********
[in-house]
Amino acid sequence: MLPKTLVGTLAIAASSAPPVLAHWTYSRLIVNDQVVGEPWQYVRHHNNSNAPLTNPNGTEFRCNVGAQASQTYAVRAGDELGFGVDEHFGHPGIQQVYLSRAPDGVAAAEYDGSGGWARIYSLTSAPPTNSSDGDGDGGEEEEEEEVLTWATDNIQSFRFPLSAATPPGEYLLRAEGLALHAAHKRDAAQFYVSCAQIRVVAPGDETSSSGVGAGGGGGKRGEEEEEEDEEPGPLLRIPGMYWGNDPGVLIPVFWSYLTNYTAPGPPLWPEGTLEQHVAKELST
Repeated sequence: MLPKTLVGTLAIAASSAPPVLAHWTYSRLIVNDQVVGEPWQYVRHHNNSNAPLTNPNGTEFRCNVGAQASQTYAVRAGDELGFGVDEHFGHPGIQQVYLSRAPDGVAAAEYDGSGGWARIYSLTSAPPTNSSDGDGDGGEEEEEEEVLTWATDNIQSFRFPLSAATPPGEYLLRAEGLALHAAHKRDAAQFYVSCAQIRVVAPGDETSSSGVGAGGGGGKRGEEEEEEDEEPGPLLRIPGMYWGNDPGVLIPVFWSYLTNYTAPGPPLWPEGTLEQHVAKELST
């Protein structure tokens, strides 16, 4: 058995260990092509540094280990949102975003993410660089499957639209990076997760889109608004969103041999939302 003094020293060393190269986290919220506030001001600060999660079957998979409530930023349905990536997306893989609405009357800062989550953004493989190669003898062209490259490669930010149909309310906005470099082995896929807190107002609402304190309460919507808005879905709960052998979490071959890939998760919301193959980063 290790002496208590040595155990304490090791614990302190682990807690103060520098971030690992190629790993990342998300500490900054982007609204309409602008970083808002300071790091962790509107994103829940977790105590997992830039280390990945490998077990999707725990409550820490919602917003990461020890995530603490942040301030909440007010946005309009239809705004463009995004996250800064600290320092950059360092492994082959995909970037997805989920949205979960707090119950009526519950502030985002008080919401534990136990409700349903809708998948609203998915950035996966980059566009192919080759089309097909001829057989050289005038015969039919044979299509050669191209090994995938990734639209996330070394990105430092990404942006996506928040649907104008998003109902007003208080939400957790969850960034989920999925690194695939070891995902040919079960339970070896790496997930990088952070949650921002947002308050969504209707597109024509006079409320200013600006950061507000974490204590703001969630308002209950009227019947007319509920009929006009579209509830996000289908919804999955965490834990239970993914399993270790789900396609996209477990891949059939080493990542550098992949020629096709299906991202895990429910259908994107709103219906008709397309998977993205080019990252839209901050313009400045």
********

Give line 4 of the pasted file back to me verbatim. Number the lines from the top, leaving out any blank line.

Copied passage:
């Protein structure tokens, strides 16, 4: 058995260990092509540094280990949102975003993410660089499957639209990076997760889109608004969103041999939302 003094020293060393190269986290919220506030001001600060999660079957998979409530930023349905990536997306893989609405009357800062989550953004493989190669003898062209490259490669930010149909309310906005470099082995896929807190107002609402304190309460919507808005879905709960052998979490071959890939998760919301193959980063 290790002496208590040595155990304490090791614990302190682990807690103060520098971030690992190629790993990342998300500490900054982007609204309409602008970083808002300071790091962790509107994103829940977790105590997992830039280390990945490998077990999707725990409550820490919602917003990461020890995530603490942040301030909440007010946005309009239809705004463009995004996250800064600290320092950059360092492994082959995909970037997805989920949205979960707090119950009526519950502030985002008080919401534990136990409700349903809708998948609203998915950035996966980059566009192919080759089309097909001829057989050289005038015969039919044979299509050669191209090994995938990734639209996330070394990105430092990404942006996506928040649907104008998003109902007003208080939400957790969850960034989920999925690194695939070891995902040919079960339970070896790496997930990088952070949650921002947002308050969504209707597109024509006079409320200013600006950061507000974490204590703001969630308002209950009227019947007319509920009929006009579209509830996000289908919804999955965490834990239970993914399993270790789900396609996209477990891949059939080493990542550098992949020629096709299906991202895990429910259908994107709103219906008709397309998977993205080019990252839209901050313009400045």